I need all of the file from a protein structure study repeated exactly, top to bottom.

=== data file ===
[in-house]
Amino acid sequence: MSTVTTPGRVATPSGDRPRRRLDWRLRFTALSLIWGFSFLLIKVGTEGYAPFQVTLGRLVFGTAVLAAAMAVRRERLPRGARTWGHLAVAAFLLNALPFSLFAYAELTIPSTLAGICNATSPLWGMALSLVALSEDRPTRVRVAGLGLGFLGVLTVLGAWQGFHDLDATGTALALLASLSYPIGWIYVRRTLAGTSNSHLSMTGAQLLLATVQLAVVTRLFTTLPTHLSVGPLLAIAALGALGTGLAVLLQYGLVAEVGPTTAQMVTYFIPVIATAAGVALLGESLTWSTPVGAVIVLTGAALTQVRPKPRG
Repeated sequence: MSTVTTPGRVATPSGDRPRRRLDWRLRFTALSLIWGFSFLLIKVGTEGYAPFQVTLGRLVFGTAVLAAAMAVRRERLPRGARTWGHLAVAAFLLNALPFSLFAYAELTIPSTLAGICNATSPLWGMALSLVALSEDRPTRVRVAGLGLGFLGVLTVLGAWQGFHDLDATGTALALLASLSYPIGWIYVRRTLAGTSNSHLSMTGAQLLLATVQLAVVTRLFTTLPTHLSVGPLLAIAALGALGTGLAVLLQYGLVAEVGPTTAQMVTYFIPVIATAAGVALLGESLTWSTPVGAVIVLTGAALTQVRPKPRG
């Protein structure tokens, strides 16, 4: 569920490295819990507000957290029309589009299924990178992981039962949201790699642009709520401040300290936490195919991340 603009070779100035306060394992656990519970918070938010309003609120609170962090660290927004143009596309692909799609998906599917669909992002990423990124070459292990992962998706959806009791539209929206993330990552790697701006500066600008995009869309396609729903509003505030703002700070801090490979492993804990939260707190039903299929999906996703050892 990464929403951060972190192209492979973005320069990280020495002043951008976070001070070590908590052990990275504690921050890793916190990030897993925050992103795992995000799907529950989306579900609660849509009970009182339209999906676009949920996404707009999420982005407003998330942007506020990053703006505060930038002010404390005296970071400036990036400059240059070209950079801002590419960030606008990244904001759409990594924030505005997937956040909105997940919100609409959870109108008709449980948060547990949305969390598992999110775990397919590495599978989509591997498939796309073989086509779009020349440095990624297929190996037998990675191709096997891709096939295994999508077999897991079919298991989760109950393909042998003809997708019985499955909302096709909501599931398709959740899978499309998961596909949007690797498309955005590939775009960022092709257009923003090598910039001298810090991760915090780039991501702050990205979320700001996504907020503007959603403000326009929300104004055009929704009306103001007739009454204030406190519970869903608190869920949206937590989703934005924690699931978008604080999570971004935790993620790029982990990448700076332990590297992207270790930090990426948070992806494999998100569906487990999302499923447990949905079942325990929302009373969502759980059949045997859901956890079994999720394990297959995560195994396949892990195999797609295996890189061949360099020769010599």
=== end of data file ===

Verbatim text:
[in-house]
Amino acid sequence: MSTVTTPGRVATPSGDRPRRRLDWRLRFTALSLIWGFSFLLIKVGTEGYAPFQVTLGRLVFGTAVLAAAMAVRRERLPRGARTWGHLAVAAFLLNALPFSLFAYAELTIPSTLAGICNATSPLWGMALSLVALSEDRPTRVRVAGLGLGFLGVLTVLGAWQGFHDLDATGTALALLASLSYPIGWIYVRRTLAGTSNSHLSMTGAQLLLATVQLAVVTRLFTTLPTHLSVGPLLAIAALGALGTGLAVLLQYGLVAEVGPTTAQMVTYFIPVIATAAGVALLGESLTWSTPVGAVIVLTGAALTQVRPKPRG
Repeated sequence: MSTVTTPGRVATPSGDRPRRRLDWRLRFTALSLIWGFSFLLIKVGTEGYAPFQVTLGRLVFGTAVLAAAMAVRRERLPRGARTWGHLAVAAFLLNALPFSLFAYAELTIPSTLAGICNATSPLWGMALSLVALSEDRPTRVRVAGLGLGFLGVLTVLGAWQGFHDLDATGTALALLASLSYPIGWIYVRRTLAGTSNSHLSMTGAQLLLATVQLAVVTRLFTTLPTHLSVGPLLAIAALGALGTGLAVLLQYGLVAEVGPTTAQMVTYFIPVIATAAGVALLGESLTWSTPVGAVIVLTGAALTQVRPKPRG
């Protein structure tokens, strides 16, 4: 569920490295819990507000957290029309589009299924990178992981039962949201790699642009709520401040300290936490195919991340 603009070779100035306060394992656990519970918070938010309003609120609170962090660290927004143009596309692909799609998906599917669909992002990423990124070459292990992962998706959806009791539209929206993330990552790697701006500066600008995009869309396609729903509003505030703002700070801090490979492993804990939260707190039903299929999906996703050892 990464929403951060972190192209492979973005320069990280020495002043951008976070001070070590908590052990990275504690921050890793916190990030897993925050992103795992995000799907529950989306579900609660849509009970009182339209999906676009949920996404707009999420982005407003998330942007506020990053703006505060930038002010404390005296970071400036990036400059240059070209950079801002590419960030606008990244904001759409990594924030505005997937956040909105997940919100609409959870109108008709449980948060547990949305969390598992999110775990397919590495599978989509591997498939796309073989086509779009020349440095990624297929190996037998990675191709096997891709096939295994999508077999897991079919298991989760109950393909042998003809997708019985499955909302096709909501599931398709959740899978499309998961596909949007690797498309955005590939775009960022092709257009923003090598910039001298810090991760915090780039991501702050990205979320700001996504907020503007959603403000326009929300104004055009929704009306103001007739009454204030406190519970869903608190869920949206937590989703934005924690699931978008604080999570971004935790993620790029982990990448700076332990590297992207270790930090990426948070992806494999998100569906487990999302499923447990949905079942325990929302009373969502759980059949045997859901956890079994999720394990297959995560195994396949892990195999797609295996890189061949360099020769010599």